Gothic Cathedrals

Only available on StudyMode
  • Download(s) : 56
  • Published : February 10, 2013
Open Document
Text Preview
From the beginning of time, beautiful cathedrals have been towering above buildings; still survive with their astonishing appearance. In doing this paper I was never aware of anything called “Gothic Cathedrals”. Only by 1400 has the Gothic been the universal style of building in the western, its creative thought was in northern France in an area. The Gothic Age marked the end to an age of chaos, mostly caused by the sacking of the Vikings. In this time; a very religious age, with money throughout churches and the follower giving so faithfully each time, painting and tiles where design more and more grand. Not only did this religious time become a big thing for the church, but it was also a very good time for all of humanity. The living standard rose and along with it, the population of Europe went up. Gothic cathedrals have many more windows, and much bigger windows, they are Gothic cathedrals have many more windows, and much bigger windows, and so they are not dark like Romanesque churches. This is because the architects have learned some new ways of making roofs and of supporting walls, especially the groin vault and theflying buttress. Gothic churches are also usually bigger than Romanesque churches. By 1200AD, people had more money available, and they could afford to spend more on building great churches. And, where many Romanesque churches had wooden roofs (which were always catching fire), Gothic churches had safer stone roofs.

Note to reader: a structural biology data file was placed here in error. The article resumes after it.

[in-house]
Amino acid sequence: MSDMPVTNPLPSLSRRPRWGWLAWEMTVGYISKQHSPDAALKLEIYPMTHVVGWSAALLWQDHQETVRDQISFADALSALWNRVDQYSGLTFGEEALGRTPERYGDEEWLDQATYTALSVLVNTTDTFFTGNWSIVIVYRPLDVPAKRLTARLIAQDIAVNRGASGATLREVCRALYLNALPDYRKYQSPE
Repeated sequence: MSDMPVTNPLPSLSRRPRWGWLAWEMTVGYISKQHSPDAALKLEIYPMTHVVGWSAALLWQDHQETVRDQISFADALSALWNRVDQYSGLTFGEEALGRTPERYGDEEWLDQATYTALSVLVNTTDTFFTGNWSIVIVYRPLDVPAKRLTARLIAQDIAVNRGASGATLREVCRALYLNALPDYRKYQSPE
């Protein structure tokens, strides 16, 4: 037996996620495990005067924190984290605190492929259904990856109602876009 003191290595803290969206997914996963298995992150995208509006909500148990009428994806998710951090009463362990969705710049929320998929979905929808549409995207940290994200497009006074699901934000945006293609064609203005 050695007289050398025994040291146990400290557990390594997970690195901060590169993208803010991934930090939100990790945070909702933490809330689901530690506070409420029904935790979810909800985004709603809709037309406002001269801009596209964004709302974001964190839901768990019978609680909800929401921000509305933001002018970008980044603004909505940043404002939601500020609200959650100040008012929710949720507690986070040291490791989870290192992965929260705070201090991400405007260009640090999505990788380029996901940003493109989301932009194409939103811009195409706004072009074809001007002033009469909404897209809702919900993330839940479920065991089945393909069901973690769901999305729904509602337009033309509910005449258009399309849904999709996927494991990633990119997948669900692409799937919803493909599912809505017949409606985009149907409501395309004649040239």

The two works of gothic cathedrals I choose to compare and contrast are the uniquely

http://www.historyforkids.org/learn/medieval/architecture/gothic.htm
tracking img